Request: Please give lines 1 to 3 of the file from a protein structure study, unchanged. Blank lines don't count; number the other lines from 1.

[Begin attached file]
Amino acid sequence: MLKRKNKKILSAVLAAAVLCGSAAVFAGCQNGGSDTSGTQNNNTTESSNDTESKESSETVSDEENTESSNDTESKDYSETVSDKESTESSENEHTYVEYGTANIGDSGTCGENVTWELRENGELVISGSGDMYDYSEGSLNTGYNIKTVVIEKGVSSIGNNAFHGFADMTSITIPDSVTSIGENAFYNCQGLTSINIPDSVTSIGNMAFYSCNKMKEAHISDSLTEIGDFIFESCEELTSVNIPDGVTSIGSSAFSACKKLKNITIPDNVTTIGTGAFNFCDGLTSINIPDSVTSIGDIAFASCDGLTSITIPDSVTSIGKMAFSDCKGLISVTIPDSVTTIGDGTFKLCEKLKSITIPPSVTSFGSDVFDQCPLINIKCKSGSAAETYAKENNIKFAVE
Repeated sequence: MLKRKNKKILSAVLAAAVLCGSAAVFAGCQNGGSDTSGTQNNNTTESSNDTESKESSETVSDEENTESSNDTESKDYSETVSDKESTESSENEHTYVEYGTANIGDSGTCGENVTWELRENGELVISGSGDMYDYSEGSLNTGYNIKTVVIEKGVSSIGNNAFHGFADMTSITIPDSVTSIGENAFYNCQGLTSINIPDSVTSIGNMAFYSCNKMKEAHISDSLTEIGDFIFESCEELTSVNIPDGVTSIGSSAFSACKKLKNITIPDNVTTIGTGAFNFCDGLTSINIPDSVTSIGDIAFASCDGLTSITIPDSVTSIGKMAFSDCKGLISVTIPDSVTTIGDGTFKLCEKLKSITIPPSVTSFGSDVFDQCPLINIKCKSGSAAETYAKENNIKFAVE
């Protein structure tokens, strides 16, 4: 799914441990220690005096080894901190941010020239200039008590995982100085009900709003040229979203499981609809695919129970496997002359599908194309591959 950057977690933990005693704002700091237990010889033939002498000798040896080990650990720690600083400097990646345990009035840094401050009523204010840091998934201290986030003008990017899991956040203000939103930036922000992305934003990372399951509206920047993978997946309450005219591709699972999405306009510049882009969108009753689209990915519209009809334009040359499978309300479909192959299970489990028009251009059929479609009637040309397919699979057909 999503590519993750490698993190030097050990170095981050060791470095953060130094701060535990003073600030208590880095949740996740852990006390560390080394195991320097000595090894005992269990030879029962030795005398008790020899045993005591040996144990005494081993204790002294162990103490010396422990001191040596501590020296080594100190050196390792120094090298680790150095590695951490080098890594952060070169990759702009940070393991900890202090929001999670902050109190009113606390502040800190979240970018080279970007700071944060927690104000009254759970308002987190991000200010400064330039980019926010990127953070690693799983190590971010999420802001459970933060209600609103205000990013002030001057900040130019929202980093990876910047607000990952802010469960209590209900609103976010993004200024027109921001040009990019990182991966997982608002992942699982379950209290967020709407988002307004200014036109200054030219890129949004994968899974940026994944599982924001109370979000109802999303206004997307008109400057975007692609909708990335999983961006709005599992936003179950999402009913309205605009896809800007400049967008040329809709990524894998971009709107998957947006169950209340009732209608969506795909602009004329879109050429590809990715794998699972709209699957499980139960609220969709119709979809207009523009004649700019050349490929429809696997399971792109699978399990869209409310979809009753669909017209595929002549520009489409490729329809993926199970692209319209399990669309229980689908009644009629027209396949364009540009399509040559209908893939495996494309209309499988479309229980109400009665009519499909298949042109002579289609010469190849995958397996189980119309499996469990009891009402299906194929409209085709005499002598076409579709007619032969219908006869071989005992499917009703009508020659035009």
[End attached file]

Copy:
Amino acid sequence: MLKRKNKKILSAVLAAAVLCGSAAVFAGCQNGGSDTSGTQNNNTTESSNDTESKESSETVSDEENTESSNDTESKDYSETVSDKESTESSENEHTYVEYGTANIGDSGTCGENVTWELRENGELVISGSGDMYDYSEGSLNTGYNIKTVVIEKGVSSIGNNAFHGFADMTSITIPDSVTSIGENAFYNCQGLTSINIPDSVTSIGNMAFYSCNKMKEAHISDSLTEIGDFIFESCEELTSVNIPDGVTSIGSSAFSACKKLKNITIPDNVTTIGTGAFNFCDGLTSINIPDSVTSIGDIAFASCDGLTSITIPDSVTSIGKMAFSDCKGLISVTIPDSVTTIGDGTFKLCEKLKSITIPPSVTSFGSDVFDQCPLINIKCKSGSAAETYAKENNIKFAVE
Repeated sequence: MLKRKNKKILSAVLAAAVLCGSAAVFAGCQNGGSDTSGTQNNNTTESSNDTESKESSETVSDEENTESSNDTESKDYSETVSDKESTESSENEHTYVEYGTANIGDSGTCGENVTWELRENGELVISGSGDMYDYSEGSLNTGYNIKTVVIEKGVSSIGNNAFHGFADMTSITIPDSVTSIGENAFYNCQGLTSINIPDSVTSIGNMAFYSCNKMKEAHISDSLTEIGDFIFESCEELTSVNIPDGVTSIGSSAFSACKKLKNITIPDNVTTIGTGAFNFCDGLTSINIPDSVTSIGDIAFASCDGLTSITIPDSVTSIGKMAFSDCKGLISVTIPDSVTTIGDGTFKLCEKLKSITIPPSVTSFGSDVFDQCPLINIKCKSGSAAETYAKENNIKFAVE
């Protein structure tokens, strides 16, 4: 799914441990220690005096080894901190941010020239200039008590995982100085009900709003040229979203499981609809695919129970496997002359599908194309591959 950057977690933990005693704002700091237990010889033939002498000798040896080990650990720690600083400097990646345990009035840094401050009523204010840091998934201290986030003008990017899991956040203000939103930036922000992305934003990372399951509206920047993978997946309450005219591709699972999405306009510049882009969108009753689209990915519209009809334009040359499978309300479909192959299970489990028009251009059929479609009637040309397919699979057909 999503590519993750490698993190030097050990170095981050060791470095953060130094701060535990003073600030208590880095949740996740852990006390560390080394195991320097000595090894005992269990030879029962030795005398008790020899045993005591040996144990005494081993204790002294162990103490010396422990001191040596501590020296080594100190050196390792120094090298680790150095590695951490080098890594952060070169990759702009940070393991900890202090929001999670902050109190009113606390502040800190979240970018080279970007700071944060927690104000009254759970308002987190991000200010400064330039980019926010990127953070690693799983190590971010999420802001459970933060209600609103205000990013002030001057900040130019929202980093990876910047607000990952802010469960209590209900609103976010993004200024027109921001040009990019990182991966997982608002992942699982379950209290967020709407988002307004200014036109200054030219890129949004994968899974940026994944599982924001109370979000109802999303206004997307008109400057975007692609909708990335999983961006709005599992936003179950999402009913309205605009896809800007400049967008040329809709990524894998971009709107998957947006169950209340009732209608969506795909602009004329879109050429590809990715794998699972709209699957499980139960609220969709119709979809207009523009004649700019050349490929429809696997399971792109699978399990869209409310979809009753669909017209595929002549520009489409490729329809993926199970692209319209399990669309229980689908009644009629027209396949364009540009399509040559209908893939495996494309209309499988479309229980109400009665009519499909298949042109002579289609010469190849995958397996189980119309499996469990009891009402299906194929409209085709005499002598076409579709007619032969219908006869071989005992499917009703009508020659035009």